Published Monday, 8th May 2017
Simon Procter reveals how music therapy can provide a vital form of expression for troubled pupils
It’s 9.30am and most classrooms are settling down to quiet work. Out of one room though, a steady stream of sound can be heard: determined drumming matched by intense piano playing and the exchange of vocal sounds that wouldn’t generally be called singing. There is a sense of concentration, interaction and expression all happening at once. Later in the day, this room will witness some very different sounds. At one stage, very quiet, intimate singing will be heard, while at the end of the day, a boisterous group will summon all of their social skills to play together, listen to each other and support one another. What’s remarkable about all of this though, is not so much the sounds themselves as the fact that the students producing them are those who might ordinarily be considered the least able to do so. This is music therapy and the school’s music therapist is not just jamming with the students, even though it may sound like that sometimes; she is very deliberately using music as a means of offering students experiences they might otherwise find hard to access – experiences which will ultimately help them to benefit more from the school’s educational offering.
The determined drumming comes from Lauren, a young girl with elective mutism. Socially isolated, in music therapy she can experiment with being loud and expressing herself. The therapist joins in, supporting Lauren’s loudness, encouraging her to keep going and helping her to experience this not just as making noise but as meaningful communication with a sense of purpose, shape and direction. Lauren may not realise it but the therapist is accompanying her with harmonic structure, which lends a clear sense of direction to the activity. When she returns to her classroom, the teacher notices Lauren being more alert and more involved. Sometimes, after music therapy she will even risk saying something – a big deal to everyone who knows her.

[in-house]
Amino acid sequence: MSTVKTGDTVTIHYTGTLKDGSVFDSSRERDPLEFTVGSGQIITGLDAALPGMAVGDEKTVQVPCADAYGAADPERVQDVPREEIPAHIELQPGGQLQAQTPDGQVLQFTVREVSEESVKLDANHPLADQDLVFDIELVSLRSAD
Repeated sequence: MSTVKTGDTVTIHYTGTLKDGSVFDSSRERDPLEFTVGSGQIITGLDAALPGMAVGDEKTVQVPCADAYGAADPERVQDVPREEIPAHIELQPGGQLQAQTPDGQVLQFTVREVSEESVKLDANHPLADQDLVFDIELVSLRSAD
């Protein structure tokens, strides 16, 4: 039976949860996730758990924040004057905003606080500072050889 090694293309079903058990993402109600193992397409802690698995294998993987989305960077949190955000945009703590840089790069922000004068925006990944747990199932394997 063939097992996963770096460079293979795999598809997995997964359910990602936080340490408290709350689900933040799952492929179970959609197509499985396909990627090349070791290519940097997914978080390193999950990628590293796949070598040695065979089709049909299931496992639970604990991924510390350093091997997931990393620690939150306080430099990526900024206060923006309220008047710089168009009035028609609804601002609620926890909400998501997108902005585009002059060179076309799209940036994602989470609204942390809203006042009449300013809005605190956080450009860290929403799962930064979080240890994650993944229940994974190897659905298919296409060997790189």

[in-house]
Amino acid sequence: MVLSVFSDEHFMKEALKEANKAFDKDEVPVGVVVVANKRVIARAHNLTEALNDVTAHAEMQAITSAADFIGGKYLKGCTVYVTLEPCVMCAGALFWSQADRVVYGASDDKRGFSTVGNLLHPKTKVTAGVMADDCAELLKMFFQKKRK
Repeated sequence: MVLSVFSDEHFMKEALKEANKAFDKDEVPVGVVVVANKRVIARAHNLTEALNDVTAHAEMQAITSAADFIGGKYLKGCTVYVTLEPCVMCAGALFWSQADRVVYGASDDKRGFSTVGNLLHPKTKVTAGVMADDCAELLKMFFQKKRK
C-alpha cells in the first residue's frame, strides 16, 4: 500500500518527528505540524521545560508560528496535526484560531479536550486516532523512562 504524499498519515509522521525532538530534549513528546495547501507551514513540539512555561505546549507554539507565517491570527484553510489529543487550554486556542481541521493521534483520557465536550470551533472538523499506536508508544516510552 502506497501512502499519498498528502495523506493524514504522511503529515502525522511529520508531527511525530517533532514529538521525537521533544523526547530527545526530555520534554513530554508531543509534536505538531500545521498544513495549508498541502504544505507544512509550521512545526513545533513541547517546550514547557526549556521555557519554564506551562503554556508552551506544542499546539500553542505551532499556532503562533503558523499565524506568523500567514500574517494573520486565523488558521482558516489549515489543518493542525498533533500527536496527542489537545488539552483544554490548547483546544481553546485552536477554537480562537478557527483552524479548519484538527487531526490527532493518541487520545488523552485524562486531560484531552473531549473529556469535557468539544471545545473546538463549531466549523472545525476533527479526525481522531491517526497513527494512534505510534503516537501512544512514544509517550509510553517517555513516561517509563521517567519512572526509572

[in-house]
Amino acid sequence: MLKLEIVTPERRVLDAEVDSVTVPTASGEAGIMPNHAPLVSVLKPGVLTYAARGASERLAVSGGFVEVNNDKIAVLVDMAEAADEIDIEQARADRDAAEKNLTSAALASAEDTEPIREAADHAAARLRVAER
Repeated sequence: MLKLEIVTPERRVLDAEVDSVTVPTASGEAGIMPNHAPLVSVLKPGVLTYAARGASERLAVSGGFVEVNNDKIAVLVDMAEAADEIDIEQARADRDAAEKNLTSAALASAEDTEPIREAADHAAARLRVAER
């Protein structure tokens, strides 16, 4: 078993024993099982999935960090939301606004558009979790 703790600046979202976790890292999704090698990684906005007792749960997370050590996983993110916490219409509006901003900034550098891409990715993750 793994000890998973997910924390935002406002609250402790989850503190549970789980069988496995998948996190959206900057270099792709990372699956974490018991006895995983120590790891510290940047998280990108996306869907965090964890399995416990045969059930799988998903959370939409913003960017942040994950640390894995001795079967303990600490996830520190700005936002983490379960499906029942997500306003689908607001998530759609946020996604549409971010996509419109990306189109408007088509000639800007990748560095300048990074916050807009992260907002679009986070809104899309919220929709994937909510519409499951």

The quiet intimate singing comes from Peter. Often labelled “disruptive”, he’s known for shouting and swearing and generally causing mayhem. He has a diagnosis of attention deficit hyperactivity disorder (ADHD), as well as learning difficulties, and his behaviour is challenging. In music therapy, though, he has found someone who really listens to him and responds not so much to his words as to his way of being. This has enabled him to be much more vulnerable. Sometimes he seems to regress to a much earlier developmental stage, wanting to sing nursery rhymes and improvising made-up songs with the therapist who joins him encouragingly, much as a parent might do with a toddler. The sessions seem to strengthen his sense of self and teachers note that he is often calmer after sessions, with a steady improvement also noticeable over the time he has been attending music therapy.
The group at the end of the day brings together children from various year groups. They all have difficulty with waiting their turn or listening to others. Many have a diagnosis of autism and they find it hard to do things on others’ terms. This time the music therapist is using structured songs and specially arranged musical activities to help the students to maintain their focus and wait their turns. Watching the students, a teaching assistant comments on how attentive they are: “You’d never believe it if you didn’t see it for yourself”.
What is music therapy?